Don’t be easily offended by criticism
I will shoot maybe twenty photographs before having a peek at the DSLR camera myself. I’ll be scrolling through the camera faster than I can actually see the photos properly, and I’m looking for one thing: what is my face doing?! If my face looks okay (aka my eyes aren’t shut, my jaw isn’t hanging open etc), then I look at my body shape. If that is acceptable, than I’ll look at the background, and then if you can see my accessories and so on. I’m not looking at the photograph specifically and critiquing it for its professionalism or excellence. In honesty, if someone wants to take your pictures on a professional level, they should already have that down. I am literally checking whether the photo is usable on my channels first and foremost, and it takes someone who gets this business to not be offended by that. They need to realise that blogging and instagram is primarily about the person in the shots, and even if the background and the sunset is beyond perfection, if my face isn’t looking it’s best, that photo is going in the trash.
They need to be patient
If I need to shoot again, because the photo’s don’t quite work, for reasons mentioned in point one… then I need to shoot again! There needs to be no huffing and puffing, or ‘these photo’s are absolutely fine.’ They’re not fine, or I would now be sat down, with my heels off, drinking my iced latte. The blogger or instagrammer also doesn’t want to be shooting photographs in the street, with curious bystanders all day either. And therefore it’s a collaborative effort. If there needs to be a reshoot, or the photographer needs to wait two minutes whilst you brush your hair or reapply lipliner, then they need to wait for you. If you’re not ready, the photographs will never work and then everyone wastes their time. A good photographer will wait for you if you’re paying them. If you’re not paying them, then at least buy them a coffee to say a big thankyou. Oh and of course, tag your photographer or there is literally nothing in this for them apart from being an extremely lovely person.
An eye for location scouting
You need a photographer who is almost your second eye. They are constantly looking around, evaluating areas that they spot and analysing whether particular streets would make a great backdrop for a shot. The best thing is when a photographer turns to you and says, “I saw this awesome street just up here that could work for a location”. They’re helping you do your job, and for me that’s gold. Someone who is looking for brownie points, will google, instagram search and also save location ideas in their notes, so that they have a list of cool spots in their particular city to take gorgeous photographs. As I mentioned in point one, it’s primarily about you and your body/shape/face in the shot. BUT if the location behind you is uninspiring, really boring or just plain drab, then your photo isn’t going to inspire anyone. I’ve learned this numerous times – no matter how desperate you are to take a photograph of your outfit, save your time and energy. Wait until you stumble upon a better location and overall you’ll be far more satisfied.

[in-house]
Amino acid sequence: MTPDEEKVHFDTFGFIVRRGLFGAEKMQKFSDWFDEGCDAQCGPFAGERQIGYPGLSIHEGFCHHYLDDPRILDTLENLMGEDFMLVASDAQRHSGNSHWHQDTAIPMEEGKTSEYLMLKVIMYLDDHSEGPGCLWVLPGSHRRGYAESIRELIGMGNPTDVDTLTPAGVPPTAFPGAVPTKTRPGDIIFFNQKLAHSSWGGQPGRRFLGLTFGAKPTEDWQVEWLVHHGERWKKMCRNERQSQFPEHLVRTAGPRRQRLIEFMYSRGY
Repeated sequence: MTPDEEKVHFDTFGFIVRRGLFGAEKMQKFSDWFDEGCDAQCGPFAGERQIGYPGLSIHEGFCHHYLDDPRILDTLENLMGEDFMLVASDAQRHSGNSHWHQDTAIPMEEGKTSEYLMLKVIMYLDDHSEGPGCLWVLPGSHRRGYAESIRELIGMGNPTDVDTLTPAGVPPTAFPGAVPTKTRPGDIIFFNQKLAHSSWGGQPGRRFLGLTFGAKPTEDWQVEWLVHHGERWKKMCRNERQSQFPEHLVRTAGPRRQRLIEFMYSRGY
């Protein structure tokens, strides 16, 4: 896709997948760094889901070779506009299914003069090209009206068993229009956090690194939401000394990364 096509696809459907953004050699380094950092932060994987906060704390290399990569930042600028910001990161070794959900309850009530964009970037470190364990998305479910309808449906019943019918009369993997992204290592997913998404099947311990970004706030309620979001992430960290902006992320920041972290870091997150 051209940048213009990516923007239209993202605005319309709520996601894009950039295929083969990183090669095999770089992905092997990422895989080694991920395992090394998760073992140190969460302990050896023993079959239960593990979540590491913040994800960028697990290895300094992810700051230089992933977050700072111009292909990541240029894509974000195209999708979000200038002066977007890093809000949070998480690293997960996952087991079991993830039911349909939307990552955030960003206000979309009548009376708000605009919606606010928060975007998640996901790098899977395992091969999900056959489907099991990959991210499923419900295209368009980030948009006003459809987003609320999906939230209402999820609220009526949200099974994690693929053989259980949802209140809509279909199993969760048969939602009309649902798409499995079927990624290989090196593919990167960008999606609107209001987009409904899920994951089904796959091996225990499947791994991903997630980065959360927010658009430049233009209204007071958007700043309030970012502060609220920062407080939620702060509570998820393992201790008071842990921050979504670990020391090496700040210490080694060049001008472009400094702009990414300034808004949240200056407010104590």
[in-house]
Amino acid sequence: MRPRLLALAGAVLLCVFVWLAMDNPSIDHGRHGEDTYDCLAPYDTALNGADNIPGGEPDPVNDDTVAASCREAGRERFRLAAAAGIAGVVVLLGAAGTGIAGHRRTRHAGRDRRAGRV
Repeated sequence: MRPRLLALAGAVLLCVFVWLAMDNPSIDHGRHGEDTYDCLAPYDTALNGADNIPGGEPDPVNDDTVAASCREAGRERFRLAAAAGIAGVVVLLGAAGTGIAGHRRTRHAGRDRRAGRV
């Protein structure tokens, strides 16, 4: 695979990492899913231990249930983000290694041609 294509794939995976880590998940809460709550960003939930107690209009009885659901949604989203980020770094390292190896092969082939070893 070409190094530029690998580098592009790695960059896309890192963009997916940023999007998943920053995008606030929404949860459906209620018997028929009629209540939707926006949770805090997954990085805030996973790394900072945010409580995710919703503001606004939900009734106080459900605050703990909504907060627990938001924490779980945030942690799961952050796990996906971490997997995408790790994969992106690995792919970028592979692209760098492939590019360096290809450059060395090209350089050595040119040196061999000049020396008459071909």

Quick to shoot and edit on demand
I’m dressed up, heels on, bag ready and I find a place I want to shoot. There may be people around, cars up and down the road, but you know – in-situ, fast paced shots are often some of the best. Your photographer needs to be able to act on demand and in these pressured situations to get the very best out of that location. I don’t care if people are walking past, we can wait until the traffic of people subsides and then click click click until we get a shot we love. I remember in Hong Kong, it was hard work, BUT we persisted to take a shot on a super busy street and the photos were so great afterwards. Both of you just need to keep your calm, stay cool and don’t get mad about how frustrating it might be. Trying to photograph or be photographed when you’re in a bad mood is one of the worst times you’re going to have. So stay collected and think of how cool the end photographs are going to be.
Your personal location stylist
A blogger is every staff member of their own business. They’re sometimes the photographer, but they’re definitely the model, stylist, makeup artist, hair stylist, location scout, director, light analyser etc etc, you name it. We fulfil so many roles when we’re trying to shoot with just us and our photographer. A good photographer will help with as much as they can; but one of the key things a photographer absolutely does need to do, is be your mirror. That piece of hair you’ve tried to volumise and is now sticking out of your head at an angle. The lipstick on your teeth. Your collar that’s turned under behind your neck. The button that’s opened or your mascara that’s transferred to your under eye. We can’t see that when we’re stood in the street, and the majority of these issues the photographer can’t change in post production. SO make sure they keep an eye on your look and your style as they’re shooting. Otherwise, you may find your photos are completely unusable and you’re not going to be a happy bunny. Believe me.
And if you are looking for a photographer in the London area, just for a shoot or two when you’re in urgent need of some incredible shots, definitely check out @kylegalvin_ for something more editorial, @amberrosephoto for something fashion and beautiful, @michaelatphotos for something cool and street style and @joegalvin for anything edgy and fashion.